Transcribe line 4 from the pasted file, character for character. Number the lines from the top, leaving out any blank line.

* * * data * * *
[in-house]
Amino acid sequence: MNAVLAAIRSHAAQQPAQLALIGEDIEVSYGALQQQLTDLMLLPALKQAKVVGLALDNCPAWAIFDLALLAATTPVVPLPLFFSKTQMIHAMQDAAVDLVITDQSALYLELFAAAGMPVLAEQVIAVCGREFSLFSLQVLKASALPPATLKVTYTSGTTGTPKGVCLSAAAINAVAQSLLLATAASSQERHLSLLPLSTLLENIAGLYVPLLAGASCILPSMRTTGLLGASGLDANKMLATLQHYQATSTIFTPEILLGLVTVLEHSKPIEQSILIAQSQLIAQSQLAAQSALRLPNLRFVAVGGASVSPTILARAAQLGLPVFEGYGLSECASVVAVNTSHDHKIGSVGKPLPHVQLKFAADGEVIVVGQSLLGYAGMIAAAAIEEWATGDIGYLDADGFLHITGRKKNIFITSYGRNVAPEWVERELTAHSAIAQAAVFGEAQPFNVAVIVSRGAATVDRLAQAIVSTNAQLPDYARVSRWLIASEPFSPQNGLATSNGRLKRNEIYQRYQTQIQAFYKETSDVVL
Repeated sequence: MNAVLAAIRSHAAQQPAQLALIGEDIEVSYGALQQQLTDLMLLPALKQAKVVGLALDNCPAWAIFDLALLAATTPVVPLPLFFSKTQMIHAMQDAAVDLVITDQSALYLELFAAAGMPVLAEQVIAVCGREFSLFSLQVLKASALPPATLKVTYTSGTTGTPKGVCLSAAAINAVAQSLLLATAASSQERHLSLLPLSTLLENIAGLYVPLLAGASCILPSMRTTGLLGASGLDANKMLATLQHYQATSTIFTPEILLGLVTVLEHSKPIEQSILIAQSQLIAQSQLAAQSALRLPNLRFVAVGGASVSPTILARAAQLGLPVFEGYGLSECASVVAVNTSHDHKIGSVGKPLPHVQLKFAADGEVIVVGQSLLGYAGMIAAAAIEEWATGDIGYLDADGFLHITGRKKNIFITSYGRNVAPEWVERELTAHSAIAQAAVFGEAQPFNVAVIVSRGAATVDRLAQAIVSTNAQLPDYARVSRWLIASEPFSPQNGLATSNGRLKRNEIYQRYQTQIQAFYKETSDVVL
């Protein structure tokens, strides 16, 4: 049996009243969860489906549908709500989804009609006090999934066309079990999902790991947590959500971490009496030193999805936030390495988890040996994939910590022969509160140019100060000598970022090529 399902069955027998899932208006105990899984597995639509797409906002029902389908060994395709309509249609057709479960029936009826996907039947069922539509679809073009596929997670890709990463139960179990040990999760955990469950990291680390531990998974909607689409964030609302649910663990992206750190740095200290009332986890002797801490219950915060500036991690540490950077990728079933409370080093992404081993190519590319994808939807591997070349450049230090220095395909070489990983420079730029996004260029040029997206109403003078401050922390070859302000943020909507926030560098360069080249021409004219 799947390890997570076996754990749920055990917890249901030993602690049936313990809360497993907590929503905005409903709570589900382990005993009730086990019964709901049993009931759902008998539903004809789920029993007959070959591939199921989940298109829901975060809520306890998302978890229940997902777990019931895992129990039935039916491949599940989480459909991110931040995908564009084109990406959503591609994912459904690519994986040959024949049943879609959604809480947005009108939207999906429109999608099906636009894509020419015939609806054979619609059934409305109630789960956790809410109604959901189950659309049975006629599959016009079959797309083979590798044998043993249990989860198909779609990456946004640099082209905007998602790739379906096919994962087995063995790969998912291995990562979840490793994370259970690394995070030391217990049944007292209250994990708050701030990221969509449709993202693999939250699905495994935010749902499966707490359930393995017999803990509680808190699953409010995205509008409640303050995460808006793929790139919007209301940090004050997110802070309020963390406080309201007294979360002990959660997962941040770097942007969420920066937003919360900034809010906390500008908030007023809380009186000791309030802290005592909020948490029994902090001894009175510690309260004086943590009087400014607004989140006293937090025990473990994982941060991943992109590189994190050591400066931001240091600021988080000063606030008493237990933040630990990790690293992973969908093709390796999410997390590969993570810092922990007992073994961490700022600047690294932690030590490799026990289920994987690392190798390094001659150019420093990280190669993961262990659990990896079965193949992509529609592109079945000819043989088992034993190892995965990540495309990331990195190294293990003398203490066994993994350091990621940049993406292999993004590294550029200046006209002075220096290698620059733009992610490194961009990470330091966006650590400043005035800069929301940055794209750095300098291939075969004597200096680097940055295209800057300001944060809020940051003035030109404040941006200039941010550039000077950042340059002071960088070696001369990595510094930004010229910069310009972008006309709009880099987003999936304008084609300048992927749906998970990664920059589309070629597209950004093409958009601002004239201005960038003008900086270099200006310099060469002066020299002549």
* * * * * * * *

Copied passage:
């Protein structure tokens, strides 16, 4: 049996009243969860489906549908709500989804009609006090999934066309079990999902790991947590959500971490009496030193999805936030390495988890040996994939910590022969509160140019100060000598970022090529 399902069955027998899932208006105990899984597995639509797409906002029902389908060994395709309509249609057709479960029936009826996907039947069922539509679809073009596929997670890709990463139960179990040990999760955990469950990291680390531990998974909607689409964030609302649910663990992206750190740095200290009332986890002797801490219950915060500036991690540490950077990728079933409370080093992404081993190519590319994808939807591997070349450049230090220095395909070489990983420079730029996004260029040029997206109403003078401050922390070859302000943020909507926030560098360069080249021409004219 799947390890997570076996754990749920055990917890249901030993602690049936313990809360497993907590929503905005409903709570589900382990005993009730086990019964709901049993009931759902008998539903004809789920029993007959070959591939199921989940298109829901975060809520306890998302978890229940997902777990019931895992129990039935039916491949599940989480459909991110931040995908564009084109990406959503591609994912459904690519994986040959024949049943879609959604809480947005009108939207999906429109999608099906636009894509020419015939609806054979619609059934409305109630789960956790809410109604959901189950659309049975006629599959016009079959797309083979590798044998043993249990989860198909779609990456946004640099082209905007998602790739379906096919994962087995063995790969998912291995990562979840490793994370259970690394995070030391217990049944007292209250994990708050701030990221969509449709993202693999939250699905495994935010749902499966707490359930393995017999803990509680808190699953409010995205509008409640303050995460808006793929790139919007209301940090004050997110802070309020963390406080309201007294979360002990959660997962941040770097942007969420920066937003919360900034809010906390500008908030007023809380009186000791309030802290005592909020948490029994902090001894009175510690309260004086943590009087400014607004989140006293937090025990473990994982941060991943992109590189994190050591400066931001240091600021988080000063606030008493237990933040630990990790690293992973969908093709390796999410997390590969993570810092922990007992073994961490700022600047690294932690030590490799026990289920994987690392190798390094001659150019420093990280190669993961262990659990990896079965193949992509529609592109079945000819043989088992034993190892995965990540495309990331990195190294293990003398203490066994993994350091990621940049993406292999993004590294550029200046006209002075220096290698620059733009992610490194961009990470330091966006650590400043005035800069929301940055794209750095300098291939075969004597200096680097940055295209800057300001944060809020940051003035030109404040941006200039941010550039000077950042340059002071960088070696001369990595510094930004010229910069310009972008006309709009880099987003999936304008084609300048992927749906998970990664920059589309070629597209950004093409958009601002004239201005960038003008900086270099200006310099060469002066020299002549």